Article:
• Engorgement occurs more often if you were in the second trimester, as your body was already preparing to make breastmilk. It typically starts 2-3 days after the abortion and lasts 1-2 weeks. You may note leaking as well[11][12].
  • Conflicting emotions are common following an abortion. While some people report feelings of relief, others also report feelings of sadness, grief, or loss. You may feel both at the same time, and you may find different emotions come up over weeks, months, or even years.
  • Depression and anxiety can develop post abortion. If you were unsure of your decision, felt pressured into it, or have a history of mental health struggles, you are at higher risk[8][10].

How to take care of yourself

  • Do not use tampons for the first two weeks. Doing so can increase the risk of infection. Avoid swimming and baths. Showering is ok. Do not douche or have sex.
  • Avoid strenuous activity or heavy lifting for the first few days. Heat packs and over-the-counter medications can help[6][8][9].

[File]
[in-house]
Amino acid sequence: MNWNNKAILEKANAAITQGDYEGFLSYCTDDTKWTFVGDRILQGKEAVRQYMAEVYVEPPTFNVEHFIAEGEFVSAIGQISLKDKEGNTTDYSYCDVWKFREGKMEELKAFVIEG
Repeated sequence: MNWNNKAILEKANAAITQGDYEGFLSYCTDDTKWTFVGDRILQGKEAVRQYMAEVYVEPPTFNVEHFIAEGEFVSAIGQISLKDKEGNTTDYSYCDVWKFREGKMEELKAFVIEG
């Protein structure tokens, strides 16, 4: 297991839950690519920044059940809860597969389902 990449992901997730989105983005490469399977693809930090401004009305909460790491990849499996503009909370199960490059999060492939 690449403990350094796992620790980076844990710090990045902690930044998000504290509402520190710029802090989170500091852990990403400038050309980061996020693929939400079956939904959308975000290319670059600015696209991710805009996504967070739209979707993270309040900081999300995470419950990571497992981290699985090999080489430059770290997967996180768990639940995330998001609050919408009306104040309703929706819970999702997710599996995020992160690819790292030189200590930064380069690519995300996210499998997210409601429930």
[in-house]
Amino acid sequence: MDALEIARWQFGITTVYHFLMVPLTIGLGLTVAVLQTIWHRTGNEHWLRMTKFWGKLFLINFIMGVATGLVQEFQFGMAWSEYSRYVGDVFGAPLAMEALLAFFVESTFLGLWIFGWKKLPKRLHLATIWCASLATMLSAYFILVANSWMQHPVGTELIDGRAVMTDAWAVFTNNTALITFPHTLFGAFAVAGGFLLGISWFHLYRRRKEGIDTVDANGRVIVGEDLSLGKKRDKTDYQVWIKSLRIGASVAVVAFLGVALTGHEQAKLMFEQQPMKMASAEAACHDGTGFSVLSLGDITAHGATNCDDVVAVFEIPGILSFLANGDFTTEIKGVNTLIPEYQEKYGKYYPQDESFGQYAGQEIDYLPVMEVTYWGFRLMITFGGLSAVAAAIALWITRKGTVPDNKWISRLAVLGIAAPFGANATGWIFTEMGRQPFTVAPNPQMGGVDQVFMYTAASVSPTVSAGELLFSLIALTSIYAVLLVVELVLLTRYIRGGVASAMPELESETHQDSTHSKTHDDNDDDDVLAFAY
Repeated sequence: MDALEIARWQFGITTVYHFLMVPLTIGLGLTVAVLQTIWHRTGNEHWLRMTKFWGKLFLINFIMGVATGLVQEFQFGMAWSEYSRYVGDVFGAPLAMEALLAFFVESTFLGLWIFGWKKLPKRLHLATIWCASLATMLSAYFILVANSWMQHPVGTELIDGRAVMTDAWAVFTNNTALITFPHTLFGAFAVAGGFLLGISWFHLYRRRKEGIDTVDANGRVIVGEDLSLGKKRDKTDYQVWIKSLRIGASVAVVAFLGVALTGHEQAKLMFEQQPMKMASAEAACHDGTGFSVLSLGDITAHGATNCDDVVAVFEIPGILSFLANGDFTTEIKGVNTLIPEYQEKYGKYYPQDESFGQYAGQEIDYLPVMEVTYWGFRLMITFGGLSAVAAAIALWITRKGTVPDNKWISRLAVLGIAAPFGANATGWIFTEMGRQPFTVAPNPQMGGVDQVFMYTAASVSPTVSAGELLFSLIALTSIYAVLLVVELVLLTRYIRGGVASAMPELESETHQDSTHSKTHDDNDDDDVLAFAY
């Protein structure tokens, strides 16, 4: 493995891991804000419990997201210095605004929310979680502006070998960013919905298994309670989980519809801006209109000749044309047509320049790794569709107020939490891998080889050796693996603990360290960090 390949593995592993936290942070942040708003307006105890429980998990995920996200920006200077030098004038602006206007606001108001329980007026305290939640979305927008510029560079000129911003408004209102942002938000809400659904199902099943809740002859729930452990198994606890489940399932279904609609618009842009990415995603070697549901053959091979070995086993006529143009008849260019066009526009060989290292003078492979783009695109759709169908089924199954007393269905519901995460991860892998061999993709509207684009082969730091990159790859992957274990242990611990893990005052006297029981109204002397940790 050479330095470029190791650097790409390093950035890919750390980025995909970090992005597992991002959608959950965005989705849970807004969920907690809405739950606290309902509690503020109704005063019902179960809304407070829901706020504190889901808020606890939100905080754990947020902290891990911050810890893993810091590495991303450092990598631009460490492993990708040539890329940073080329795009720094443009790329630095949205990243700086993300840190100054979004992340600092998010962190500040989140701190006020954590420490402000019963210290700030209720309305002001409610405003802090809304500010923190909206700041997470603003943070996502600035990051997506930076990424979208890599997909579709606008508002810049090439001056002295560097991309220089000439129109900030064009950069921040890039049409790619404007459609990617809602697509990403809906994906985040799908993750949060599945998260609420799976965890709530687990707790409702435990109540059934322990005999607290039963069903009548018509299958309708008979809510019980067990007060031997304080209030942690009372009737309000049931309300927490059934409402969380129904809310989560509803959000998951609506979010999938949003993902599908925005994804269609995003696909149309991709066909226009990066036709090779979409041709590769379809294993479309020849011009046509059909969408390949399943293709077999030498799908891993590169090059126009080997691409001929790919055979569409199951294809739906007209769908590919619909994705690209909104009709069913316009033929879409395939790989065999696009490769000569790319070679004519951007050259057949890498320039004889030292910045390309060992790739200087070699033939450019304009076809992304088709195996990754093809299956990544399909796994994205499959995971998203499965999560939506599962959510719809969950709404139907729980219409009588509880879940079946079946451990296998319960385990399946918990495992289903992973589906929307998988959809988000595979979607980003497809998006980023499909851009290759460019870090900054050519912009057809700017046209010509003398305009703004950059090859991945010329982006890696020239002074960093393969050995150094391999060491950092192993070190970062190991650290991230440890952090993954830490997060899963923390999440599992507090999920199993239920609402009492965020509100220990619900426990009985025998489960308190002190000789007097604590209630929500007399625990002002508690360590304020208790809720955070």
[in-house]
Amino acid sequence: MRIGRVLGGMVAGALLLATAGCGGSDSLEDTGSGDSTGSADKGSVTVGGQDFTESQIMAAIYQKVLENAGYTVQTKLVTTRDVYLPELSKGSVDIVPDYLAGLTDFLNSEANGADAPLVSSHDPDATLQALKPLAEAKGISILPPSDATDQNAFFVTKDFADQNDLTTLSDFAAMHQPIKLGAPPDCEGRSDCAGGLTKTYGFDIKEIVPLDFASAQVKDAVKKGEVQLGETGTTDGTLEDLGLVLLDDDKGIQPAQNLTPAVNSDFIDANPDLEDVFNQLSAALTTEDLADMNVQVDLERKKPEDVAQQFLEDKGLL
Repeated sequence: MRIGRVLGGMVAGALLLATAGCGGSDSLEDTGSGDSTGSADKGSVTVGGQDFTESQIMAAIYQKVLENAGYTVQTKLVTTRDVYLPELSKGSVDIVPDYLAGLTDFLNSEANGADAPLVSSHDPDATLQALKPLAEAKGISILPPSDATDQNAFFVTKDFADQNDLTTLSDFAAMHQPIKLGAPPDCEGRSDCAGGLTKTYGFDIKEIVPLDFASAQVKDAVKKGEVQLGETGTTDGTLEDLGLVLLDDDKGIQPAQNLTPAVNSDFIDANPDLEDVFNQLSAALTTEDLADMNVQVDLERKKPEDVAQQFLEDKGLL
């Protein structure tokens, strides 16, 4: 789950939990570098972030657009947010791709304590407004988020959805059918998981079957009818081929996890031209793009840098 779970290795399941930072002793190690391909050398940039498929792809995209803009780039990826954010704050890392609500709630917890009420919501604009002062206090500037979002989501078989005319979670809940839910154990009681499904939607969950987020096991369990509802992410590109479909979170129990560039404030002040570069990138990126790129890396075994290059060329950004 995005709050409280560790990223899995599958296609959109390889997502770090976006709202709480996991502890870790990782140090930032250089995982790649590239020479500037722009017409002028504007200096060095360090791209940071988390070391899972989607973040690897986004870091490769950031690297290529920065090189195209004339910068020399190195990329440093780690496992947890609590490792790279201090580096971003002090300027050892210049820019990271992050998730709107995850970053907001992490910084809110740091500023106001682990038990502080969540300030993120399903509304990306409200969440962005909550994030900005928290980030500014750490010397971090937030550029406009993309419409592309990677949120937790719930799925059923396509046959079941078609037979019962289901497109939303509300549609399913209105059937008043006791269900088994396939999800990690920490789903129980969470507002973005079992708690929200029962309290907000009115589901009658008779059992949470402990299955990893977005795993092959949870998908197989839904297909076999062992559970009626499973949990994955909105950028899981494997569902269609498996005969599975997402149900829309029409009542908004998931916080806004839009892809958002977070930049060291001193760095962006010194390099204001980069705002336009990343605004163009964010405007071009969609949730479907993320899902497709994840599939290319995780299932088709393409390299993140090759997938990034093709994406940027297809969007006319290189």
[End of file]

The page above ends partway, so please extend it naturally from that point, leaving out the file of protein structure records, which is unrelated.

• Wear a well-fitting bra, like a sports bra and use cold packs and over-the-counter medications as needed. Cold green cabbage leaves placed in the bra can also help[13].
  • Find a supportive person you can talk to and process your emotions with immediately after your abortion and over time as needed. You deserve to find the support you need.

Risks of surgical abortion

While major complications are rare, occurring in about 1 out of 100 patients (1%), there are risks you should know before you decide to get a surgical abortion.

These can include:

  • Excessive bleeding (hemorrhage)
  • Infection
  • Incomplete abortion
    • When fetal parts or tissue are left behind, requiring a second procedure
  • Injury to the uterus or cervix that may result in scarring
  • Perforation of the uterus with surgical tools
    • This can also result in damage to the bladder or bowel, and may require a second surgery to repair
  • Adverse or allergic reactions to medications or anesthesia
  • A blood clot developing in your leg or other part of your body[6]

Warning signs

If you experience any of these symptoms, contact your provider immediately or proceed to the nearest emergency room, as they require immediate medical attention.

  • Heavy bleeding
    • soaking 2 full size sanitary pads per hour for two hours in a row, or if you are concerned about prolonged heavy bleeding.
  • Shaking, chills, or fever of 100.4 or higher